Stock life insurers may have won big tax savings through a provision added Monday to a bill being revised by a House-Senate conference committee.[@@]
The provision would suspend for 2 years, 2005 and 2006, a tax on policyholder surplus accounts imposed by Section 815 of the Internal Revenue Code. Because the tax, enacted in 1984, is usually only a bookkeeping entry and is triggered only when insurers go through changes in control, industry officials believe a 2-year suspension of the tax could lead to a wave of mergers and acquisitions involving life insurers with stock company charters.
“The real key about the suspension provision is that Congress is finally taking care of a 20-year-old provision that never raised much revenue and is clearly outdated,” says Laurie Lewis, chief tax counsel at the American Council of Life Insurers, Washington. It was added to the tax code in 1984 as a means of balancing the competitive interests of mutual and stock life insurance companies. But, at the time, mutuals controlled 55% of the market. Mutuals now control only 10% of the market.
The legislation also contains a provision sought by the life insurance industry that would codify establishment of the non-qualified deferred compensation plans known as “rabbi trusts.” The trusts are so named because the private letter ruling issued by the Internal Revenue Service to permit the use of rabbi trusts involved a retirement plan for a rabbi.
The provision is contained in the “chairman’s mark” of H.R. 4520, the foreign sales corporation and extraterritorial income exclusions bill. The provision constitutes a coup for life insurers because Rep. Bill Thomas, R-Calif., chairman of the House Ways and Means Committee, had opposed granting the life industry any relief from the provision despite several years of lobbying by the industry. But, in this case, Thomas is chairman of the conference committee dealing with H.R. 4520. It was at his request that the provision was agreed to, although the provision was taken from the Senate version of the bill. Given that “there were no questions or comments when the suspension of Section 815 was described” during the reading of the committee print, according to a report by an industry lobbyist, the provision is unlikely to be touched as negotiations on the bill proceed.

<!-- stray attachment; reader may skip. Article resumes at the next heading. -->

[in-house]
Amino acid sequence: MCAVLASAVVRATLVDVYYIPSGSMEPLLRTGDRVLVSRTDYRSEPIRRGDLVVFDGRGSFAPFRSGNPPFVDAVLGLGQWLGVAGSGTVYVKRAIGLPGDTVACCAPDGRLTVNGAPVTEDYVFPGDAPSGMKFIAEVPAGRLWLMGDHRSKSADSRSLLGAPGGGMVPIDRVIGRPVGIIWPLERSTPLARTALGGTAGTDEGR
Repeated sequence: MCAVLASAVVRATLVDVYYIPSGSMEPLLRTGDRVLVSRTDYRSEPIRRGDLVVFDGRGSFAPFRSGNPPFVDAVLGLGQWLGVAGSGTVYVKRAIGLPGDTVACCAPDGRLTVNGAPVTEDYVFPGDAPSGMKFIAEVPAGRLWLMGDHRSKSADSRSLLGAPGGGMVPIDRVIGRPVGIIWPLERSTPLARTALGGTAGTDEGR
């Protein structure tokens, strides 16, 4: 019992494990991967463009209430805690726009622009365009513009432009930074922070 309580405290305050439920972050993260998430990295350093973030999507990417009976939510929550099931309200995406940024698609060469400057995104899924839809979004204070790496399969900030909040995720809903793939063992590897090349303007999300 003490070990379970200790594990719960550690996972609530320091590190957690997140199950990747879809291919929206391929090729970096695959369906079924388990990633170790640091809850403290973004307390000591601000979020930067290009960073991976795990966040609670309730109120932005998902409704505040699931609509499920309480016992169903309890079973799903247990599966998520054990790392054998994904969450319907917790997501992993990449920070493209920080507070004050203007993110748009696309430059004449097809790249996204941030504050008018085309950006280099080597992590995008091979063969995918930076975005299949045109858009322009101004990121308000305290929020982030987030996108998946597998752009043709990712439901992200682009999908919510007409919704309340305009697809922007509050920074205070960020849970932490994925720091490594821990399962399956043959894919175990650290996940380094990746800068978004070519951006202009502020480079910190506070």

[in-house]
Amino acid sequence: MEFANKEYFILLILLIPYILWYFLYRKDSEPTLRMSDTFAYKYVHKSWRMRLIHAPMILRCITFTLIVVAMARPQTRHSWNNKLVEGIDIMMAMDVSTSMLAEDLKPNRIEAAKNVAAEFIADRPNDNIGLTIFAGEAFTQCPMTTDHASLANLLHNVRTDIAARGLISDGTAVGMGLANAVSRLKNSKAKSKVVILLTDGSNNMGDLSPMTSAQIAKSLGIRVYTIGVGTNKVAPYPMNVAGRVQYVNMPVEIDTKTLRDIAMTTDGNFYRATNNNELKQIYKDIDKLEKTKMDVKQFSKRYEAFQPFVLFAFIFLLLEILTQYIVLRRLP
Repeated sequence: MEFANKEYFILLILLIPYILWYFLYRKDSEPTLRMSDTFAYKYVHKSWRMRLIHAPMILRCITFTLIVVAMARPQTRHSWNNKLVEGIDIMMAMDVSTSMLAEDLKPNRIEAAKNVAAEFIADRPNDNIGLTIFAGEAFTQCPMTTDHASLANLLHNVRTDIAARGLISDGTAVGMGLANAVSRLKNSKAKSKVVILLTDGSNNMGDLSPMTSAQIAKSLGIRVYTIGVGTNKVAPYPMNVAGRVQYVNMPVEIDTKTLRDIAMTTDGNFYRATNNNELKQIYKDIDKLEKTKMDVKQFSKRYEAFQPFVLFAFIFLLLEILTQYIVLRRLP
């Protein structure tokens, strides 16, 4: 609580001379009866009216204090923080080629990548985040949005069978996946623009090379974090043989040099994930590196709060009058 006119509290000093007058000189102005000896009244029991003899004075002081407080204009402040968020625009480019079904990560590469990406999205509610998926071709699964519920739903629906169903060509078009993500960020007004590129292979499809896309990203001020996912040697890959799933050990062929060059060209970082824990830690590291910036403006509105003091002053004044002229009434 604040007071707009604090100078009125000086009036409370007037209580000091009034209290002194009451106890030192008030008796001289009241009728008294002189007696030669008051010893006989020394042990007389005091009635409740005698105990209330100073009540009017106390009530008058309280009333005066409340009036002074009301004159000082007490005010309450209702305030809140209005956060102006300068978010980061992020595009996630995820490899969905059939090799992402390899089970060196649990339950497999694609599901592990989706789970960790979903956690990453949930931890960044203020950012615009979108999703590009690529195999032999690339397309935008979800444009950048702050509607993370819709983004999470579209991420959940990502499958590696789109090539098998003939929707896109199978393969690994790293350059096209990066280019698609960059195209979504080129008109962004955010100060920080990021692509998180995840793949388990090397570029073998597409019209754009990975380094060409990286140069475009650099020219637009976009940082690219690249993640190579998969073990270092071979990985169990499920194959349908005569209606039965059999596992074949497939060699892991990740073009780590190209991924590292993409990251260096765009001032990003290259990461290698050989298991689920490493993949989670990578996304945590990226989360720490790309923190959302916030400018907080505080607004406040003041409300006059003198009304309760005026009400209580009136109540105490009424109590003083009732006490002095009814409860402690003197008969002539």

Congress is racing to adjourn by Friday in order to campaign, so work on the final bill is expected to be completed soon.
Several roadblocks remain, however. One is that some Democrats are insisting that a title in H.R. 4520 dealing with buyouts of tobacco farmers include a provision mandating oversight of the tobacco industry by the U.S. Food and Drug Administration. Republicans are supposedly balking at such a provision.
Moreover, the Bush administration, through a letter to the conference committee by Treasury Secretary John Snow, voiced concern that the bill might be used as a vehicle to benefit corporate special interests, a no-no before a tight election. Industry officials, however, pointed out that the letter did not threaten a veto. And Thomas has tried his best to ensure that the bill is revenue-neutral.
Regarding the non-qualified investment plans, the insurance industry was concerned that Congress, under political pressure because similar programs had been used to give expansive retirement benefits to insiders at firms such as Enron Corp., Houston, might unfairly restrict the sale of a profitable and legitimate insurance product, because most rabbi trusts are funded with corporate-owned life insurance. Congress has been working for 2 years to develop language restricting use of the plans, according to Lewis. “As a result,” she says, “the industry has been working to make sure the final language would not adversely affect our ability to sell these products.” Lewis says the industry “was successful in winning appropriate language in areas where we sought to have impact.”
As a result, the final language “provides statutory protections for plans that fit within the new provisions.”